March 30, 2015

People are Strange

When you're strange, 
Faces come out of the rain; 
When you're strange, 
No one remembers your name;
When you're strange, 
When you're strange, 
When you're strange.
The Doors, “People are Strange”

People are strange. There’s a peculiar disconnect I sometimes find coming from both educational 3D detractors and 3D supporters—and it’s mystifying. Here ‘s one example:

Are 3D sales folks and even 3D educators merely tire kickers? Is that part of the problem? At a 3D conference held at the Microsoft NERD Center in Cambridge, an MIT keynote speaker asked how many folks in the audience owned a 3D TV or device themselves.  I quickly raised my hand.  But less than ten percent of the audience, mostly represented by 3D manufacturers and 3D-using educators, joined me. That represents a huge disconnect. Folks want to make money off this technology—or deploy it in their educational setting—but still don’t appear committed, at a personal level, themselves.

People are strange.

March 23, 2015

3D P Resources

Many folks are interested in the physical production aspects of 3D these days, namely 3D printing. If you are interested in learning more about 3D printing specifically for the classroom setting, here are my recommendations for the best books on the market, a good place to get started:

March 16, 2015

Analog 3D Magic

Teachers always have days when the network is down or the lab is closed due to upgrades or testing. That’s when you need to pull something analog out of your digital magician’s hat to survive. (Yes, every great teacher is also a miracle-working magician!)

Here’s a 3D idea for a quick, motivating, and hands-on replacement activity for those moments when your network or computers go south. Drawing in 3D seems to be an activity that works somewhat like anamorphic 3D, so it’s interesting on several levels.

March 9, 2015

Smartur3D Raises the Ante

To date we have counted 33 major software producers of stereo 3D educational content, worldwide. Now there are 34. A new arrival to the 3D software scene, Smartur3D is raising the ante with their unique value proposition.

Smartur3D produces interactive 3D models in K-12 STEM subjects. Smartur3D offers 150 models in biology,with other subjects (chemistry, physics, and geography) coming. These interactive 3D models can be used in flexible formats: in high-definition rendered 3D, stereo 3D, or even as an augmented reality overlay. Looking at the navigation menu, I immediately recognized that this content was built on the Unity game engine, offering some familiar commands and features (e.g., explode, disassemble, ‘glassy’ transparent mode, hiding elements, and reset). But that’s where the Smartur3D advantage (educational value proposition) comes into play. More advanced capabilities are offered, richer than what we have seen with the typical ‘exploratory’ nature of most 3D interactives. For example, students can label elements as opposed to the computer doing it; elements can be highlighted; a drawing tool enables annotation of elements; and a customization toolbar allows for personalized navigational choices.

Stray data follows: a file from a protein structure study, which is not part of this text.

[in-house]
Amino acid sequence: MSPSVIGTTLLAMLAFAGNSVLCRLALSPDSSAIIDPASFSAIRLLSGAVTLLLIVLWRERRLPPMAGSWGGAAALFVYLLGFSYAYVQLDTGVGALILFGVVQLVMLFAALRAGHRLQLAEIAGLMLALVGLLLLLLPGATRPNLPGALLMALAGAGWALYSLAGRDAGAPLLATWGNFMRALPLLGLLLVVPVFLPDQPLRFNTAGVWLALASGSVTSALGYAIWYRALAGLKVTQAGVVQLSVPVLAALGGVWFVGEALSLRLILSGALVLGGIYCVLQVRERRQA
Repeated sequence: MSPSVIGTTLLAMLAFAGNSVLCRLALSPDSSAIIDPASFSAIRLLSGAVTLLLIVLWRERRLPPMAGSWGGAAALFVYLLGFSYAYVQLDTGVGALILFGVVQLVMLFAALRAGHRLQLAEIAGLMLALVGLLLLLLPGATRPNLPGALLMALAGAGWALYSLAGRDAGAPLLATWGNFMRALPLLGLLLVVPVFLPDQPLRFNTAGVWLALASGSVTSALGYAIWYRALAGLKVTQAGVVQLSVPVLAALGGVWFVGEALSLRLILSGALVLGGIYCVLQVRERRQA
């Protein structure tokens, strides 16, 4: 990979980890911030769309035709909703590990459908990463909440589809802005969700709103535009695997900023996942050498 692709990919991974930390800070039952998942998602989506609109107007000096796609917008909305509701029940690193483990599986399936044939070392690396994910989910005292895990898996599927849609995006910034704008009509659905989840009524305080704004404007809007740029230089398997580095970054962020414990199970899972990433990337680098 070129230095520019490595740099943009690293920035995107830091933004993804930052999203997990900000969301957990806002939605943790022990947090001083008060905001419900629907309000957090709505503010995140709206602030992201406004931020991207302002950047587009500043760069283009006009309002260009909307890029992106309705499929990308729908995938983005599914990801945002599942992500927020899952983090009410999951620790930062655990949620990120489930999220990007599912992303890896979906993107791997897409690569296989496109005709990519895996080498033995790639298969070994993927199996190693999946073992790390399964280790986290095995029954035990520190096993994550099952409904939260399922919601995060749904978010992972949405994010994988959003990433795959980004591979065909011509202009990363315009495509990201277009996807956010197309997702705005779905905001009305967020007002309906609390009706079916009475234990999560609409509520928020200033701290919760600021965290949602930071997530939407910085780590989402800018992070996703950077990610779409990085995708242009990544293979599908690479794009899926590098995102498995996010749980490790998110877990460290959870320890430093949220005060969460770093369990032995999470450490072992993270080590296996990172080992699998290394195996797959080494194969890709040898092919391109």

There are other very powerful differentiators, as well, features that set Smartur3D apart from the crowd. Some of these features include on-the-fly image capture and recording of interactive events for lecture creation or reshowing in a later class. (The teacher can build an animation, annotate it, record what she is doing and saying, title it—and then save it for later replay.)

Smartur3D also permits overlaying augmented reality images on live video. (Only one other company has merged the stereo 3D and the augmented reality worlds effectively —zSpace.)  Smartur3D lets the educator take a 3D object from a 3D model and place it as an augmented reality overlay. It’s quite attention getting. (Think of it as embedding an augmented reality object over a live video scene of your own classroom of students, while they are watching.)

Another advantage offered by Smartur3D is simplicity and flexibility in installation. These are not small matters, as over-complexity and technical constraints become deal breakers for many schools. Smartur3D can be installed via a CD or network, put on high-end or low-end laptops or computers, and even displayed on projectors, 3D displays, or interactive white boards.

Since cost makes or breaks technology use for schools, Smartur 3D is also innovating in licensing. “We wanted a price point that even [emerging markets] could afford,” explained Neeraj Jewalkar  of Smartur3D. The price of the entire Smartur3D corpus for an entire school (not just one teacher), regardless of the size of school is $99 per year, per school.  “The whole idea is to create something that is affordable,” adds Jewalkar. “And despite the fact that it is already affordable, we are going to give away the first year of Smartur3D for free for a whole year for anyone who signs up.”

March 2, 2015

Is 3D Slowing Down?

Finally, in our last post in this series, let’s use Google Books Ngram Viewer to take a look at what’s been happening to 3D within a digital content publishing environment:

Although it looks like the steep expansion curve has halted, there is more to it. If you drill down individually on Russian, Spanish, French, and German language usage of the term “3D” in digital content, you can clearly see that the growth and interest is still booming. It’s chiefly the English-speaking world that is experiencing a declining trajectory for 3D as a cultural meme.  But we knew that already, in the U.S. And we know that growth in Asia, the Middle East, and South America remains festive.

Of course, there’s a lot more than can be done with Ngram Viewer to understand current memes, culturematics, and trends in your own ventures. For leaning about 3D, or any other potential topic, take a look at Ngram Viewer.